A Well-Ordered Thing: Dmitri Mendeleev and the Shadow of the Periodic Table

A Well-Ordered Thing: Dmitri Mendeleev and the Shadow of the Periodic Table

by Michael D. Gordin
     
 

Dmitrii Mendeleev: It's a name we recognize, but only as the disheveled scientist pictured in our high school chemistry textbook, the creator of the periodic table of elements. Until now little has been known about the man, but A Well-Ordered Thing draws a portrait of this chemist in three full dimensions.Historian Michael Gordin also details

Overview


Dmitrii Mendeleev: It's a name we recognize, but only as the disheveled scientist pictured in our high school chemistry textbook, the creator of the periodic table of elements. Until now little has been known about the man, but A Well-Ordered Thing draws a portrait of this chemist in three full dimensions.Historian Michael Gordin also details Mendeleev's complex relationship with the Russian Empire that was his home. From his attack on Spiritualism to his humiliation at the hands of the Petersburg Academy of Sciences, from his near-mythical hot-air balloon trip to his failed voyage to the Arctic, this is the story of an extraordinary man deeply invested in the good of his country. And the ideals that shaped his work in politics and culture were the same ones that led a young chemistry professor to start putting elements in order.Mendeleev was a loyal subject of the Tsar, but he was also a maverick who thought that only an outsider could perfect a modern Russia. A Well-Ordered Thing is a fascinating glimpse into the world of Imperial Russia--and into the life of one of its most notorious minds.

Editorial Reviews

Publishers Weekly
The periodic table of the elements, present in virtually every high school and college chemistry classroom, was conceptualized in large part by the 19th-century Russian chemist Dmitrii Mendeleev. Mendeleev's work was critically important because it brought intellectual order to the many elements and greatly advanced our understanding of how they function. To this day, his work provides a context that enables students' entry into the complexities of chemistry. In this fluid intellectual biography, Gordin, a historian of science and of Russian history at Princeton, focuses on Mendeleev's professional years and puts his scientific activities in the context of the rapidly evolving Russian state. Gordin demonstrates that Mendeleev was adept at using the media to advance his career while attempting to build respect for the role of scientists in a changing society. For example, he played a central role in a scientific endeavor to debunk the spiritualist movement that was spreading rapidly throughout Russia in the 1870s by placing scientific controls on s ances. Known during his lifetime as Russia's leading scientist, Mendeleev helped shape imperial policy on a range of scientific and public issues, from taxation to academic policy and from meteorology to metrology. Although Gordin's topic is fascinating, his presentation will be best suited to those with considerable knowledge of Russian history and of science. B&w photos. (May) Copyright 2004 Reed Business Information.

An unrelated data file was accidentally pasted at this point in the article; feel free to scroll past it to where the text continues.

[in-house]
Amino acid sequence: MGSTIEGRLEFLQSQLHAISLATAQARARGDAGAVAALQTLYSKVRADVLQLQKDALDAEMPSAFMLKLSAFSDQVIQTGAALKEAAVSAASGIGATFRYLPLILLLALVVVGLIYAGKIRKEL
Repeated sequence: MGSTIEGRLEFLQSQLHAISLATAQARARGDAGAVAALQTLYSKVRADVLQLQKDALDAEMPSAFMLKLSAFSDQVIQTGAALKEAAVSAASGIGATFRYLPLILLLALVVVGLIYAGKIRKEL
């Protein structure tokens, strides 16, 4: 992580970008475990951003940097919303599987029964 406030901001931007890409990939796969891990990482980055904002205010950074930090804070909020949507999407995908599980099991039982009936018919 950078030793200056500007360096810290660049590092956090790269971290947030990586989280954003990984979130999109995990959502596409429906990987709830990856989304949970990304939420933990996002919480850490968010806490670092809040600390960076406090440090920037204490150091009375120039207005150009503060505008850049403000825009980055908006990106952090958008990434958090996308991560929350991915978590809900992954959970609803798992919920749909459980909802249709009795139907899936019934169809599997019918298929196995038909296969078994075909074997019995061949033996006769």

Product Details

ISBN-13:
9780465027750
Publisher:
Basic Books
Publication date:
04/26/2004
Edition description:
New Edition
Pages:
364
Product dimensions:
6.50(w) x 9.50(h) x 1.00(d)

Meet the Author


Michael D. Gordin is an assistant professor in the history department at Princeton University, where he teaches the history of science and Imperial Russian history. A member of the Harvard Society of Fellows, he lives in Princeton, New Jersey.

Customer Reviews

Average Review:

Write a Review

and post it to your social network

     

Most Helpful Customer Reviews

See all customer reviews >